It’s a bit different over at the Rio at 5am.  There’s no white tablecloths draped over a cart with waiter service and china plates with steel knives and forks.  Not at these poker tables.  In the big game, a beefy man with a bright red face sits with a silver cross hanging round his neck and a large stack of hundred dollar bills, a Styrofoam box open on the table and his big hands pawing at some slop with a plastic fork after tossing a five thousand chip into the middle of the pot.  “Let me finish this bit of sausage ‘fore you do sumpin’ crazy,” he says, with his mouth already full.   And then, spearing his plastic fork into the Styrofoam box and coming up with a sausage end, he dangles it in front of him, pointing across the table at a man still holding cards.  The bettor is from West Virginia, definitely.  There used to be only two ways to make money in West Virginia, booking and dealing.  Most of the guys I used to play with did both.  Now he’s raking in the pot, the Styrofoam box discarded on the floor.  A player to his left with a Tennessee goatee and a lip puffed from chaw says, “I knew as soon as you put down yer fork that you had sumtin’ fierce.” 

There are only two types here, in the Rio, when the WSOP is done for the day.  Those left over from last night who have not yet moved, and those staying at this hotel.  The Vegas pros don’t come.  Not to the Rio at 5am.  They don’t like the long walk from the car.  They don’t know the floormen for the last ten years.  They don’t have their money in the boxes at the cage.  The internet kids don’t come here at 5am either.  They don’t stay at the Rio.  The restaurants are no good.  There’s no sushi.  The club’s not exclusive.  The Rio at 5am is a cavern, only twenty tables going in a two hundred table room.  One hundred eighty tables empty until noon when the WSOP killing machine roars into action.  That’s when the pros come for the tournaments.  That’s when the internet kids come for their bracelets.  But at 5am it’s just soggy French fries strewn out from half open Styrofoam and brokes on the rail, a story whipping round about a Russian who had a half million stolen from a bag at the side of his chair, when he got drunk.  It’s not true, of course.  But you still better be on guard.  Come 5am the Rio feels rough.

A new dealer comes into the box in the Aria game.  She’s a pert forty year old lady with a coiffed perm and angular face.  The kid goes right for her, long before she’s even taken the purse from her shoulder and hung it over her dealer’s chair.  He’s at her jugular with pointy jabs.  “Can you deal?” he barks.  “Then let’s go.”  She gathers the deck and then looks into her rack, trying to get her bearings straight.  He leans over and reaches into the rack, invading her personal space.   “These!” he barks.  “See these chips?  They go here, at ten you switch the game.  Let’s go.  Let’s go!”  Most of his chips are in one tall stack, double high.  The rest he’s clacking from one hand to another, making noise.  He can’t stop moving, his energy boundlessly reflecting his mind.  He swigs from a glass litre water bottle.  He can’t stop.  Nothing is fast enough.  Nothing can make him happy.  Nothing here outside the virtual world.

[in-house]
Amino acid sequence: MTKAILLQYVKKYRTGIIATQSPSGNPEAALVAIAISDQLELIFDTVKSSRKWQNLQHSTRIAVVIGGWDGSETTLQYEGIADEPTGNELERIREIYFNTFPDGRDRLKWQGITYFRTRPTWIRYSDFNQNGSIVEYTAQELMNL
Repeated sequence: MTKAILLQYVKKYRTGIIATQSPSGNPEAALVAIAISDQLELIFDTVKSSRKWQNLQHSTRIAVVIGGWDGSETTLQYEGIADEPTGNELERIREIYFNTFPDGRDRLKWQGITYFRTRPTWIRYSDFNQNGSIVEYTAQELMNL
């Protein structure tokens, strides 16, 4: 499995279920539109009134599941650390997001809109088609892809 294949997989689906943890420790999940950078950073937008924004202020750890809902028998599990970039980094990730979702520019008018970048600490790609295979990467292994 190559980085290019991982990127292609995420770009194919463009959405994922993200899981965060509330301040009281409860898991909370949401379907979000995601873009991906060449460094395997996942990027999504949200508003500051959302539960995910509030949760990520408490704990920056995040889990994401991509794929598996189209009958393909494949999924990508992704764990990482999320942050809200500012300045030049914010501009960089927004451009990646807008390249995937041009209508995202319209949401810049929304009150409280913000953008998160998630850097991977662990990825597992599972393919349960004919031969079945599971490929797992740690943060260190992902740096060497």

It’s not all about the World Series of Poker.  On the graveyard shift the action becomes splintered shards.  Different games and different worlds.  Everybody gambling to win over the broken Vegas night.

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  • Comments (9)

What Others Are Saying

9 Comments about Graveyard Cash

Don says:

19th of June 2011

Well written Jesse. Blending the 'graveyard' theme and the current problems with online poker really works in this piece. Can we conclude that the online ban has revived vegas..? OR is vegas definitely in decline?

John G. Hartness says:

21st of June 2011

And that's why he's Jesse F'n May. And the rest of us are not. Beautifully written.

Newinnov says:

21st of June 2011

Nice article.

Johnny Hughes says:

21st of June 2011

This is some mighty fine writing. I'm an early riser. Texas is two hours different. I often enter casinos at 5 a.m. to play the drunks. I just got back from Vegas. The only time I lost in five days was in one of those early sessions where I hated one drunk who kept saying he wished all the old people would die. Great writing, Jesse. I always knew downtown Las Vegas got a little dangerous right before dawn. That's the nature of gambling joints, where I've spent my life.

Mystro says:

22nd of June 2011

Well ain't that about a bitch!

Ciaran Corbett says:

24th of June 2011

Excellent Blog Jesse. You should write a book

MidniteKowby says:

27th of June 2011

He did Ciaran, Shut up and deal its called, just ordered it on amazon there. but sure write another anyways, great stuff

LW says:

28th of June 2011

Nobody, nobody, WANTS to be at the Rio at 5 AM. Especially with the new rules regarding daily end-times.

LW says:

28th of June 2011

Nobody, nobody, WANTS to be at the Rio at 5 AM. Especially with the new rules regarding daily end-times.